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    The Celebrated Hair Stylist Arsen Gurgov, is the Hot, Hot, Hot Guy for The Popular Hair-Straightening Treatment.  But Women, Take Note: Arsen Knows the Not-Not-Not’s for the Complex, Multi-Layered Process

     Photo by Michael McAuliffe

    The Truth About Keratin

    Keratin. It’s one of the most popular treatments for women looking for smoother, silkier hair. The protein-based formula is known to eliminate frizz and gives your mane softness and shine. It’s also not an easy treatment, despite what products read. The glut of major brands offering straightening-for-all effects have confused consumers.

    The Keratin Whisperer

    Enter Arsen Gurgov, one of the nation’s top stylists and its most pronounced “kera-toligist.” Here I pick his brain— Arsen Gurgov, the NY-based hair stylist who has gained a national reputation for being the “Keratin Whisperer.” He is one of the most experienced, in-demand stylists for this process. And he has important tips, warnings, and useful information about the products, especially in summer when humidity can make hair unmanageable.

    “Keratin is a protein that hair misses when it turns frizzy,” says Arsen, who shot to fame during the Today show’s “ambush make-over” series. “Keratin puts that back. It’s the perfect solution for everyone’s biggest hair problem — unmanageable hair. It makes curly strands soft and sleek so you can style your hair the way you want without a salon blowout. And it has to be ironed in a certain way.” Especially with a hot iron simmering at 450 degrees.

    Often two-to-three hours, keratin treatments, which average $500 in Arsen’s hands, are very common in salons, but often misunderstood.

                “One size does not fit all…

    That’s why it’s a discretionary thing. It requires the stylist really studying your hair and assessing what you actually need,” says Arsen, who has learned over his 20 years climbing the top of the locks. Working out of his tony Upper East Side studio – the penthouse on East 60th between Madison and Park, thank you very much – he regularly counsels his customers on the do’s and don’ts of getting a new ‘do.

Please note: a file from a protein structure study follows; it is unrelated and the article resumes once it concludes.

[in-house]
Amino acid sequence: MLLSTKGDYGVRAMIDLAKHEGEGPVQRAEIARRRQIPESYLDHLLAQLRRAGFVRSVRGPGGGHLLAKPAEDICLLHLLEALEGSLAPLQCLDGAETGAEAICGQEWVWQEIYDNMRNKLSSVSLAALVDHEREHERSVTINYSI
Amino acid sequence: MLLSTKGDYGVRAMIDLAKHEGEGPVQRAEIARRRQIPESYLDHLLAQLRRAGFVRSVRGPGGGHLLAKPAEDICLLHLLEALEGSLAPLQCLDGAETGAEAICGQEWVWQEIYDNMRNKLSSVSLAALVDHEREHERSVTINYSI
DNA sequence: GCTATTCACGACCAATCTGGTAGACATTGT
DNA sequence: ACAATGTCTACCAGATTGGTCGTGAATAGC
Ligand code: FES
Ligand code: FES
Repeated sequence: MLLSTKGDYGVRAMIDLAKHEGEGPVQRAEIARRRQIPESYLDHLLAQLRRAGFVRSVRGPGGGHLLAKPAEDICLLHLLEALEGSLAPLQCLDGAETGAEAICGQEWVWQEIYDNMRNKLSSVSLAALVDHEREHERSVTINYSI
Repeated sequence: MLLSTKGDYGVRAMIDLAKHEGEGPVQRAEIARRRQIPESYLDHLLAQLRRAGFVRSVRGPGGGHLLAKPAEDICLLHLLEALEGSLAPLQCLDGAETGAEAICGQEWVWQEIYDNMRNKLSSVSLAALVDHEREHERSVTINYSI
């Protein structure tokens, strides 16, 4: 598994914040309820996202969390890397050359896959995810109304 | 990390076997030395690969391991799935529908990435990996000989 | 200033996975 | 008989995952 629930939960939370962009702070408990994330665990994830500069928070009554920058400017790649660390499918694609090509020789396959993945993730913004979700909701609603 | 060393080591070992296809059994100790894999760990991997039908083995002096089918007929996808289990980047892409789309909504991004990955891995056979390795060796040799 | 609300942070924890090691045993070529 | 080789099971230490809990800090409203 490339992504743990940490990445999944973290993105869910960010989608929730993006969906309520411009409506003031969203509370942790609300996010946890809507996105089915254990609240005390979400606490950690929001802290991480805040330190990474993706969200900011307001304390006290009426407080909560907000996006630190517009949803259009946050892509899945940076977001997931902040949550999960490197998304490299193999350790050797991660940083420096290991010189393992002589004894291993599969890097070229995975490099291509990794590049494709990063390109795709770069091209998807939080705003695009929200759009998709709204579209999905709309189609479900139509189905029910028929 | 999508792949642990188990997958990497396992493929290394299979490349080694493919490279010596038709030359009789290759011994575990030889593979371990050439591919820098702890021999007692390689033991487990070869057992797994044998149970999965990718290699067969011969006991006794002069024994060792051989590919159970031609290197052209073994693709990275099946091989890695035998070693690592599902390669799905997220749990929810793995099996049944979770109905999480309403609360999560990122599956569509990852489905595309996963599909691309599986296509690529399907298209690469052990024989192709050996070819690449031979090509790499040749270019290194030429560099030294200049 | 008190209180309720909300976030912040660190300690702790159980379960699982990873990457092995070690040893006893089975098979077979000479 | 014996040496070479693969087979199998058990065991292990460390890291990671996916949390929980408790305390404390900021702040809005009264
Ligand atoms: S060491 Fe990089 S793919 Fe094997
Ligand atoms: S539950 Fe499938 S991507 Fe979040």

One technique mastered over thousands of treatments is combining a diversity of brands because not all follicles are created equal. Blind loyalty to one particular label can get Arsen simmering as hot as his iron.

    “Distinct hair requires different products,” says the stylist, matter-of-factly. “There are hundreds of brands. And each approaches hair uniquely. If you have a great treatment and you told your friend which brand used, they might want that to. But what works on you might not work on someone else. You have to look at the virginity of the hair, the brittleness of the hair. Maybe they have had a keratin before that really burned their hair before. Every part of the hair is so unique. You have to use your discretion on how to customize it.”

    He has actually identified certain brands for misleading claims. One particular product didn’t disclose how it could affect the pH balance. “I called the company. They said there was maybe a 1 percent chance it would happen.” He never used it again. For the record, has in his arsenal five top brands he has used for years, in pure form or combined.

    The heat of the iron is also a major – and, in the wrong hands, dangerous – part of the process. Some irons burn as bright as 450 degrees.

    “It’s very, very important to have a flatiron that changes temperature, so you have the ability to control it,” Arsen says, noting different part of hair often require varying degrees, whether it’s a scorching 450 or a still-simmering 350.

    The make-up of keratin also adds complications. “Some are silicone based, some are water based. You have to access what works. If someone has a greasy scalp or hair, a silicone is something you would not use. Also, all these products have some form of formaldehyde.” Which makes ventilation an import part of the process.

    The most important no-no? Washing your hair too often.

    “The less you shampoo the hair the longer you’re able to prolong the keratin,” says Arsen, who suggests once a week because a treatment will usually only last 24 shampoos. “Shampoo is only meant for your scalp not so much for the hair. Since it’s a film, the more you shampoo the more you take the film out.”

    Finally, look closely at the ingredients: you definitely want to go the safe and effective route: paraben-free, sulfate-free formulas.

    I hope these tips in this post are helpful for you. I learned a lot about keratin while doing research for this article. Thank you so much for joining me right now here at The Badass Writer!   I’ve got some surprises coming up just for you so stick around! See you soon dear one.

    Blessings,

    Connie

     

     

     

     

     

     

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